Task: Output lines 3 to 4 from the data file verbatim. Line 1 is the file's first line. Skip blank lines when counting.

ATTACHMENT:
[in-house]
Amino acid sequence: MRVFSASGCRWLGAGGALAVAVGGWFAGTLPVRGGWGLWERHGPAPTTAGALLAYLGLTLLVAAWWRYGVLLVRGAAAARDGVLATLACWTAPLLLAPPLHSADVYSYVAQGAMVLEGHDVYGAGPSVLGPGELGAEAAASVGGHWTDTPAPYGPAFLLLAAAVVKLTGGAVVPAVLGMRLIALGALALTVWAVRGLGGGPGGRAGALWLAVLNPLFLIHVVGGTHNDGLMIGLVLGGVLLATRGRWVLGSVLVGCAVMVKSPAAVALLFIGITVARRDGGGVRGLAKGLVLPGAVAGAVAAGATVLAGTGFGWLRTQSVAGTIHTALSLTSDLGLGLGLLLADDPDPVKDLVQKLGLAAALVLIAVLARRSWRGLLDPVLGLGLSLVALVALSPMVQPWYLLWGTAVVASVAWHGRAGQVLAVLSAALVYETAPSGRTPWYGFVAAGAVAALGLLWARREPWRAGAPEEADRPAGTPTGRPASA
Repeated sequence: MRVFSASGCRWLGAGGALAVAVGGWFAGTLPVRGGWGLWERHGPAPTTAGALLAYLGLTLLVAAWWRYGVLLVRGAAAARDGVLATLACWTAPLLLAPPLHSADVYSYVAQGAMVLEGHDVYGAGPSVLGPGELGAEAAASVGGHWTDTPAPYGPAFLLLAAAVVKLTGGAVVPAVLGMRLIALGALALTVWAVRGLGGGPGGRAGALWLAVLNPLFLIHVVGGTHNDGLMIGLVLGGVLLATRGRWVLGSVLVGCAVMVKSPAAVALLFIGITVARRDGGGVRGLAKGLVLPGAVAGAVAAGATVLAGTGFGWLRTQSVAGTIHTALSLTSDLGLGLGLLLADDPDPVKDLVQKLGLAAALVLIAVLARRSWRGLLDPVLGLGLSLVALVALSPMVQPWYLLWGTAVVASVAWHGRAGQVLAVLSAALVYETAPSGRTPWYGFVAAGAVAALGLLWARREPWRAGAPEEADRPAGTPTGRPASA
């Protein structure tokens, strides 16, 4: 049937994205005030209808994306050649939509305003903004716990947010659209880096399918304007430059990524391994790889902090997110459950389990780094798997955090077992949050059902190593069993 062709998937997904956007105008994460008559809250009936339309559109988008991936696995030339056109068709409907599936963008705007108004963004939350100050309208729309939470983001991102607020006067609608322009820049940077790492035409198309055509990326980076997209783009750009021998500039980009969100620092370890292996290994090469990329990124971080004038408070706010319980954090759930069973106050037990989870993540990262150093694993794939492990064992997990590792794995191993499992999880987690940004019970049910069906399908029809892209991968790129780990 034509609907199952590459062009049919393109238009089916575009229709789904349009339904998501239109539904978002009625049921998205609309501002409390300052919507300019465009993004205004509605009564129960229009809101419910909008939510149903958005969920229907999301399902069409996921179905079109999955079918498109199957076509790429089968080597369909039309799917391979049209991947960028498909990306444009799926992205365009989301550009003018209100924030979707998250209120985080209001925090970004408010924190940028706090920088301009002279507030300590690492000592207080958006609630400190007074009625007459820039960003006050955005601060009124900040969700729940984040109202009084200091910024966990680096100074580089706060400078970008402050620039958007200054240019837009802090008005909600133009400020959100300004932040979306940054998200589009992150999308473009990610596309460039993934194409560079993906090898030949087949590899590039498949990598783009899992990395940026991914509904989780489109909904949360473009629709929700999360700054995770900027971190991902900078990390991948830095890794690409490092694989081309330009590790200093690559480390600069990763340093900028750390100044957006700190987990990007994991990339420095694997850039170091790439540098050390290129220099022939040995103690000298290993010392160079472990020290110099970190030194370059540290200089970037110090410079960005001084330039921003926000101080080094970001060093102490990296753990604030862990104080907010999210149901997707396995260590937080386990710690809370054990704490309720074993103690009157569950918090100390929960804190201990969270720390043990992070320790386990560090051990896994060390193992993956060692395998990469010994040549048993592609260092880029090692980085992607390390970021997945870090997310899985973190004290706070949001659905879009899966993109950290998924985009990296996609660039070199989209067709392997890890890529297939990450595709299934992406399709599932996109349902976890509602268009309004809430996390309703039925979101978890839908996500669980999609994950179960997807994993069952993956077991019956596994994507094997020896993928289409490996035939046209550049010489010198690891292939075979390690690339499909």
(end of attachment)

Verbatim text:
Repeated sequence: MRVFSASGCRWLGAGGALAVAVGGWFAGTLPVRGGWGLWERHGPAPTTAGALLAYLGLTLLVAAWWRYGVLLVRGAAAARDGVLATLACWTAPLLLAPPLHSADVYSYVAQGAMVLEGHDVYGAGPSVLGPGELGAEAAASVGGHWTDTPAPYGPAFLLLAAAVVKLTGGAVVPAVLGMRLIALGALALTVWAVRGLGGGPGGRAGALWLAVLNPLFLIHVVGGTHNDGLMIGLVLGGVLLATRGRWVLGSVLVGCAVMVKSPAAVALLFIGITVARRDGGGVRGLAKGLVLPGAVAGAVAAGATVLAGTGFGWLRTQSVAGTIHTALSLTSDLGLGLGLLLADDPDPVKDLVQKLGLAAALVLIAVLARRSWRGLLDPVLGLGLSLVALVALSPMVQPWYLLWGTAVVASVAWHGRAGQVLAVLSAALVYETAPSGRTPWYGFVAAGAVAALGLLWARREPWRAGAPEEADRPAGTPTGRPASA
């Protein structure tokens, strides 16, 4: 049937994205005030209808994306050649939509305003903004716990947010659209880096399918304007430059990524391994790889902090997110459950389990780094798997955090077992949050059902190593069993 062709998937997904956007105008994460008559809250009936339309559109988008991936696995030339056109068709409907599936963008705007108004963004939350100050309208729309939470983001991102607020006067609608322009820049940077790492035409198309055509990326980076997209783009750009021998500039980009969100620092370890292996290994090469990329990124971080004038408070706010319980954090759930069973106050037990989870993540990262150093694993794939492990064992997990590792794995191993499992999880987690940004019970049910069906399908029809892209991968790129780990 034509609907199952590459062009049919393109238009089916575009229709789904349009339904998501239109539904978002009625049921998205609309501002409390300052919507300019465009993004205004509605009564129960229009809101419910909008939510149903958005969920229907999301399902069409996921179905079109999955079918498109199957076509790429089968080597369909039309799917391979049209991947960028498909990306444009799926992205365009989301550009003018209100924030979707998250209120985080209001925090970004408010924190940028706090920088301009002279507030300590690492000592207080958006609630400190007074009625007459820039960003006050955005601060009124900040969700729940984040109202009084200091910024966990680096100074580089706060400078970008402050620039958007200054240019837009802090008005909600133009400020959100300004932040979306940054998200589009992150999308473009990610596309460039993934194409560079993906090898030949087949590899590039498949990598783009899992990395940026991914509904989780489109909904949360473009629709929700999360700054995770900027971190991902900078990390991948830095890794690409490092694989081309330009590790200093690559480390600069990763340093900028750390100044957006700190987990990007994991990339420095694997850039170091790439540098050390290129220099022939040995103690000298290993010392160079472990020290110099970190030194370059540290200089970037110090410079960005001084330039921003926000101080080094970001060093102490990296753990604030862990104080907010999210149901997707396995260590937080386990710690809370054990704490309720074993103690009157569950918090100390929960804190201990969270720390043990992070320790386990560090051990896994060390193992993956060692395998990469010994040549048993592609260092880029090692980085992607390390970021997945870090997310899985973190004290706070949001659905879009899966993109950290998924985009990296996609660039070199989209067709392997890890890529297939990450595709299934992406399709599932996109349902976890509602268009309004809430996390309703039925979101978890839908996500669980999609994950179960997807994993069952993956077991019956596994994507094997020896993928289409490996035939046209550049010489010198690891292939075979390690690339499909």